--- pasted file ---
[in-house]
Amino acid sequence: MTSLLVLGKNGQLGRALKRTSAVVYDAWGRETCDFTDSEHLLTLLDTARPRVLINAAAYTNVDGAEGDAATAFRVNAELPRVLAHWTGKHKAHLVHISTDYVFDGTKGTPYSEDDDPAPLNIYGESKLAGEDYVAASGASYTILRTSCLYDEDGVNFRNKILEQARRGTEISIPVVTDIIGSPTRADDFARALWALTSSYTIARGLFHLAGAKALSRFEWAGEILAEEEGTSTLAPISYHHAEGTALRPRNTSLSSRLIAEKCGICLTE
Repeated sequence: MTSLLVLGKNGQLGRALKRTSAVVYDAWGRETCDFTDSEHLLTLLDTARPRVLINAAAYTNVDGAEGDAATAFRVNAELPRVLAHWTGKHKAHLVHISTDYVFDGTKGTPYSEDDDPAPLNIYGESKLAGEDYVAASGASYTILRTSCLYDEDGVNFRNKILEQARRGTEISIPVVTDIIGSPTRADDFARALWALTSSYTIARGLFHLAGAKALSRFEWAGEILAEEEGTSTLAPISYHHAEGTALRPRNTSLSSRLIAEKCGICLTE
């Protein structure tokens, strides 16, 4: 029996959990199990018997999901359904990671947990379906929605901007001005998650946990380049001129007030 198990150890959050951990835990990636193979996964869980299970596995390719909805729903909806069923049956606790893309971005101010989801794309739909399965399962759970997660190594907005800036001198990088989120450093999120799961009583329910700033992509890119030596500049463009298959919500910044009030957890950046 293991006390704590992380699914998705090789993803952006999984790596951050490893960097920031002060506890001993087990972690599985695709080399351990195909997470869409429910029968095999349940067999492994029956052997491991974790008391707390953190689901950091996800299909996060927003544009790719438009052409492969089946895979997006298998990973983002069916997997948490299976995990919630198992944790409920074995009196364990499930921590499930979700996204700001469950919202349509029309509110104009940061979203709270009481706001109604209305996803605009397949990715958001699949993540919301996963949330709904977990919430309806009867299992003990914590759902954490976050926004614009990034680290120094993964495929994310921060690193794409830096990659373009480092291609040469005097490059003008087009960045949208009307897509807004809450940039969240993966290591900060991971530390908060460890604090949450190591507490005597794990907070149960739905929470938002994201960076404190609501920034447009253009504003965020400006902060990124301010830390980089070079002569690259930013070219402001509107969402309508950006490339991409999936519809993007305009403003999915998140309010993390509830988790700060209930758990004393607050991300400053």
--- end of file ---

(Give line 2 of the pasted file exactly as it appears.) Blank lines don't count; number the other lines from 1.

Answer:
Amino acid sequence: MTSLLVLGKNGQLGRALKRTSAVVYDAWGRETCDFTDSEHLLTLLDTARPRVLINAAAYTNVDGAEGDAATAFRVNAELPRVLAHWTGKHKAHLVHISTDYVFDGTKGTPYSEDDDPAPLNIYGESKLAGEDYVAASGASYTILRTSCLYDEDGVNFRNKILEQARRGTEISIPVVTDIIGSPTRADDFARALWALTSSYTIARGLFHLAGAKALSRFEWAGEILAEEEGTSTLAPISYHHAEGTALRPRNTSLSSRLIAEKCGICLTE